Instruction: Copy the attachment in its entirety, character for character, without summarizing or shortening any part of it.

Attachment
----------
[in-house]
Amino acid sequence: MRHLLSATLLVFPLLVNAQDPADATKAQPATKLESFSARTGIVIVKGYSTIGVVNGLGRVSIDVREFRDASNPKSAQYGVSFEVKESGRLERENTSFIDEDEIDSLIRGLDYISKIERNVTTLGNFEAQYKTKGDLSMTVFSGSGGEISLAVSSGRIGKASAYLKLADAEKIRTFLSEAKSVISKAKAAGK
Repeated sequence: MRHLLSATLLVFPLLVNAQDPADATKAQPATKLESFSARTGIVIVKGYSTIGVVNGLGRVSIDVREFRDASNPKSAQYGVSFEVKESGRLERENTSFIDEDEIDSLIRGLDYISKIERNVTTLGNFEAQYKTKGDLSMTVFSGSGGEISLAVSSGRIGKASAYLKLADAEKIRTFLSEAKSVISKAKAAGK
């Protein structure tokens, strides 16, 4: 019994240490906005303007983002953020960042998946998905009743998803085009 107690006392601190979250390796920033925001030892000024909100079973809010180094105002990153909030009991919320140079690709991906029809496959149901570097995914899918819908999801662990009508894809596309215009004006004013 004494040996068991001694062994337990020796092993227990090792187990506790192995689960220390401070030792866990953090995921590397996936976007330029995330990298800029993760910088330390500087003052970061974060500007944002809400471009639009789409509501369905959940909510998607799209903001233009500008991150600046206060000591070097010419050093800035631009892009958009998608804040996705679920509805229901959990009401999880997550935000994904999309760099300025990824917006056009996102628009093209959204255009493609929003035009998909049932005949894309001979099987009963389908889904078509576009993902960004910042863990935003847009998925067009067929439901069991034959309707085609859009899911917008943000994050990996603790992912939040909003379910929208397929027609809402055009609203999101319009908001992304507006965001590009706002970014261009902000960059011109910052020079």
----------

[in-house]
Amino acid sequence: MRHLLSATLLVFPLLVNAQDPADATKAQPATKLESFSARTGIVIVKGYSTIGVVNGLGRVSIDVREFRDASNPKSAQYGVSFEVKESGRLERENTSFIDEDEIDSLIRGLDYISKIERNVTTLGNFEAQYKTKGDLSMTVFSGSGGEISLAVSSGRIGKASAYLKLADAEKIRTFLSEAKSVISKAKAAGK
Repeated sequence: MRHLLSATLLVFPLLVNAQDPADATKAQPATKLESFSARTGIVIVKGYSTIGVVNGLGRVSIDVREFRDASNPKSAQYGVSFEVKESGRLERENTSFIDEDEIDSLIRGLDYISKIERNVTTLGNFEAQYKTKGDLSMTVFSGSGGEISLAVSSGRIGKASAYLKLADAEKIRTFLSEAKSVISKAKAAGK
């Protein structure tokens, strides 16, 4: 019994240490906005303007983002953020960042998946998905009743998803085009 107690006392601190979250390796920033925001030892000024909100079973809010180094105002990153909030009991919320140079690709991906029809496959149901570097995914899918819908999801662990009508894809596309215009004006004013 004494040996068991001694062994337990020796092993227990090792187990506790192995689960220390401070030792866990953090995921590397996936976007330029995330990298800029993760910088330390500087003052970061974060500007944002809400471009639009789409509501369905959940909510998607799209903001233009500008991150600046206060000591070097010419050093800035631009892009958009998608804040996705679920509805229901959990009401999880997550935000994904999309760099300025990824917006056009996102628009093209959204255009493609929003035009998909049932005949894309001979099987009963389908889904078509576009993902960004910042863990935003847009998925067009067929439901069991034959309707085609859009899911917008943000994050990996603790992912939040909003379910929208397929027609809402055009609203999101319009908001992304507006965001590009706002970014261009902000960059011109910052020079």